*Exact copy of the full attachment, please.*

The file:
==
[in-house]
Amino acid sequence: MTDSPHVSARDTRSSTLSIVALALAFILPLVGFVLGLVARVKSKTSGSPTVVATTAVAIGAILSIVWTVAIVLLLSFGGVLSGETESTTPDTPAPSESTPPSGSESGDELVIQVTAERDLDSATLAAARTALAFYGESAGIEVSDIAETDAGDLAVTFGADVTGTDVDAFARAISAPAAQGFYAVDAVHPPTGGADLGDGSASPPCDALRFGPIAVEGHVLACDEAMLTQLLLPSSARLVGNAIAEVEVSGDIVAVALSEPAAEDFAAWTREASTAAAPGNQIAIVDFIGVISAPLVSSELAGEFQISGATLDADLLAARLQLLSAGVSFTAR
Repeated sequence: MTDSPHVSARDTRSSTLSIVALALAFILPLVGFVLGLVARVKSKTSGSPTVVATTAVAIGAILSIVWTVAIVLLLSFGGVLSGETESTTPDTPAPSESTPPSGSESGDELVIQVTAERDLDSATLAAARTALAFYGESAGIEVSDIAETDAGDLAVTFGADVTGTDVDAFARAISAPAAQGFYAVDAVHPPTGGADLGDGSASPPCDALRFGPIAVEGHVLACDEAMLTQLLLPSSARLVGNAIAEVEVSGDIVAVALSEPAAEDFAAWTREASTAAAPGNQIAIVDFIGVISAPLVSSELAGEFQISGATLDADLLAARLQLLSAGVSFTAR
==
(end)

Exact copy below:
[in-house]
Amino acid sequence: MTDSPHVSARDTRSSTLSIVALALAFILPLVGFVLGLVARVKSKTSGSPTVVATTAVAIGAILSIVWTVAIVLLLSFGGVLSGETESTTPDTPAPSESTPPSGSESGDELVIQVTAERDLDSATLAAARTALAFYGESAGIEVSDIAETDAGDLAVTFGADVTGTDVDAFARAISAPAAQGFYAVDAVHPPTGGADLGDGSASPPCDALRFGPIAVEGHVLACDEAMLTQLLLPSSARLVGNAIAEVEVSGDIVAVALSEPAAEDFAAWTREASTAAAPGNQIAIVDFIGVISAPLVSSELAGEFQISGATLDADLLAARLQLLSAGVSFTAR
Repeated sequence: MTDSPHVSARDTRSSTLSIVALALAFILPLVGFVLGLVARVKSKTSGSPTVVATTAVAIGAILSIVWTVAIVLLLSFGGVLSGETESTTPDTPAPSESTPPSGSESGDELVIQVTAERDLDSATLAAARTALAFYGESAGIEVSDIAETDAGDLAVTFGADVTGTDVDAFARAISAPAAQGFYAVDAVHPPTGGADLGDGSASPPCDALRFGPIAVEGHVLACDEAMLTQLLLPSSARLVGNAIAEVEVSGDIVAVALSEPAAEDFAAWTREASTAAAPGNQIAIVDFIGVISAPLVSSELAGEFQISGATLDADLLAARLQLLSAGVSFTAR